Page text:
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Brits claim de Minaur as one of their own at Wimbledon

3 minute read

Alex de Minaur will have plenty of backing when he takes on Novak Djokovic in the Wimbledon quarter-final with the locals claiming him as an honorary Brit.

ALEX DE MINAUR.
ALEX DE MINAUR. Picture: Matthew Stockman/Getty Images

With all of their own players long since knocked out of Wimbledon the Brits are trying to claim Alex de Minaur as an honorary 'Pom', and the Australian No.1 is very happy to go along with it.

De Minaur's long-standing relationship with British women's No.1 Katie Boulter has led the locals to argue he is 'half-British' as they seek a hometown hero at their own grand slam.

A reporter from the tabloid Sun, still the biggest selling newspaper in Britain, asked the Sydneysider as he discussed the crowd following his fourth round win over Arthur Fils, "What the crowd really wants is a Brit to be in the draw. You're virtually half-British anyway with your girlfriend. Is there any chance we could borrow you, fly the flag for us?"

De Minaur, who now faces the daunting quarter-final challenge of Novak Djokovic on the Centre Court grass the Serb has made his own, responded,  "a hundred per cent. I'll take all the support I can get. I can be the honorary Brit here at Wimbledon.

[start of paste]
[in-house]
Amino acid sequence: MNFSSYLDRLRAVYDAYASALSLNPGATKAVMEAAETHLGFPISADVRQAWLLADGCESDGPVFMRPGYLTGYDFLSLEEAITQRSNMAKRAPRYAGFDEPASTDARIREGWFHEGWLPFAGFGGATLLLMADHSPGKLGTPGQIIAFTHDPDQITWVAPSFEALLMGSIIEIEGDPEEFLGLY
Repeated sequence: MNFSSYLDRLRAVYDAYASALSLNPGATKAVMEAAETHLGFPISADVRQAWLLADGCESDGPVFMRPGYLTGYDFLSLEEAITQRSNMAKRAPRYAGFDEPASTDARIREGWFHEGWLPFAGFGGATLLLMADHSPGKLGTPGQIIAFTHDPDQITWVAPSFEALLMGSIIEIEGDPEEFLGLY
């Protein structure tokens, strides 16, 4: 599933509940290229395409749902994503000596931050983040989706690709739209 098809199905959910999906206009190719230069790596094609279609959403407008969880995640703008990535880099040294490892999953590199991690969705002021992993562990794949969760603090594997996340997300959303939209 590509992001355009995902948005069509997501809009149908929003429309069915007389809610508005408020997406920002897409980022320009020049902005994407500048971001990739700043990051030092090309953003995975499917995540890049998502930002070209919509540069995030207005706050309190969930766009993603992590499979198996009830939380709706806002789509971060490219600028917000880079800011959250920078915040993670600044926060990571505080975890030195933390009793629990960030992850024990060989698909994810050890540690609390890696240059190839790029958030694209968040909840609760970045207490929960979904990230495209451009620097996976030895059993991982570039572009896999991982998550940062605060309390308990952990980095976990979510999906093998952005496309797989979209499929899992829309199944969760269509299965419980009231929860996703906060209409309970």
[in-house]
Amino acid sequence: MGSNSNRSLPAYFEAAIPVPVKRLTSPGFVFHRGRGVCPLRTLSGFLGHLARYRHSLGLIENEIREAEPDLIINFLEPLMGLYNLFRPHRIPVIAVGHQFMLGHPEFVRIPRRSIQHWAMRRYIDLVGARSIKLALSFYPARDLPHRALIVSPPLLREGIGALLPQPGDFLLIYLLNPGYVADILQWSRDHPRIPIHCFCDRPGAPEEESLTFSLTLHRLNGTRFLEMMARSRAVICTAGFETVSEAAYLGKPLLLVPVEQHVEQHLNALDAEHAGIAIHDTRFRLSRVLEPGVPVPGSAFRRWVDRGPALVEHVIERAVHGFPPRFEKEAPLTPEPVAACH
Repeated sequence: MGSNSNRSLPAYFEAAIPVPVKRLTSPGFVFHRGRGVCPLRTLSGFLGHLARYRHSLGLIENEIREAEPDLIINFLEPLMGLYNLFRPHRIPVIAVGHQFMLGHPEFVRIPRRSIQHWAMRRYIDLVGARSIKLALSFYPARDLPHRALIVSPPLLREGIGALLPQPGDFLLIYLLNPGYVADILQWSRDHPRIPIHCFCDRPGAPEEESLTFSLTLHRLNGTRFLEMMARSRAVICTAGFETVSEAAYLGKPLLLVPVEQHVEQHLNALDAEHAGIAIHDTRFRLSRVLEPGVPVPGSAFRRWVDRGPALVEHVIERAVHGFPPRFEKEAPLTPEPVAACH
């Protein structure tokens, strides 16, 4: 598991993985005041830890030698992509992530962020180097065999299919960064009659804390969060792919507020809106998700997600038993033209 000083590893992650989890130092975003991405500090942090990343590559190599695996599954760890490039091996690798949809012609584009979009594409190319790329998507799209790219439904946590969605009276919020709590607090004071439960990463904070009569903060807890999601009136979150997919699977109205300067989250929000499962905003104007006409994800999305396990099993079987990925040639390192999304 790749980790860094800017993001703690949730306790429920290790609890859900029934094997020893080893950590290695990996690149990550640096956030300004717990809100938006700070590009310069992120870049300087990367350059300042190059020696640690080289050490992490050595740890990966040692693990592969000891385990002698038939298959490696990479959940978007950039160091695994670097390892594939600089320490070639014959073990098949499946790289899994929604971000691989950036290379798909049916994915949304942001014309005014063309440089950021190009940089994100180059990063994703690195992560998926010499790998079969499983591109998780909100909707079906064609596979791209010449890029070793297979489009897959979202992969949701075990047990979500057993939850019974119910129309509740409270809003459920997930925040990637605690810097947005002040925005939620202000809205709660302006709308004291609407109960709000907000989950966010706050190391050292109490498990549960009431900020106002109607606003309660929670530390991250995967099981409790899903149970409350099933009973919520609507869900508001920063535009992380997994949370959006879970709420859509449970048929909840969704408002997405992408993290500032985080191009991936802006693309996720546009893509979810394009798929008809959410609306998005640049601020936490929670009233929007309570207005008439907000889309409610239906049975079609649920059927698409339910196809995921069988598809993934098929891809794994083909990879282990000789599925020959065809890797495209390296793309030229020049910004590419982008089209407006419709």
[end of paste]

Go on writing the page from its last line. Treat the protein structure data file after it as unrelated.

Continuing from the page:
"I do feel very loved out there, I must say," added de Minaur. "I always love coming here to Wimbledon and playing here. I always feel like I play some of my best tennis. Over the years I feel like the support I've had has grown significantly.

"It's a great feeling as a player to know you've got a lot of people in that stadium backing you in, having your back when essentially you're so far away from home."

Asked if he "actually feels a bit British then?" de Minaur answered with a smile, "Yeah, definitely. Over the years I've learnt a lot more about the British culture thanks to Katie. I'm getting there."

Boulter was in his players' box for the match against Fils and is expected to be there again for the last-eight clash.

De Minaur was already likely to be heavily favoured.

Djokovic has never managed to win over a Wimbledon crowd who fell headlong for Roger Federer and grew to love Rafael Nadal - and the Serb has struggled to hide his resentment.

Despite his always being complimentary about Wimbledon the simmering tension boiled over after his fourth-round defeat of Holger Rune when he blasted Centre Court fans in his on-court interview, accusing them of using the call "Ruuuune" as cover for booing. 

There is also the underdog factor. De Minaur is a first-time quarter-finalist against a seven-time winner. The problem for de Minaur is Djokovic seems to draw strength from being abused,

"I think he wants to hear 'boo'," said Australia's 2003 finalist Mark Philippoussis. "It makes him play better. If I were to play him, I would just give him compliments on a change of ends. 

"Sometimes you just see in his eyes, when he gets focused and agitated for something, he goes to a different level mentally. He just clicks in and he uses that to play better."

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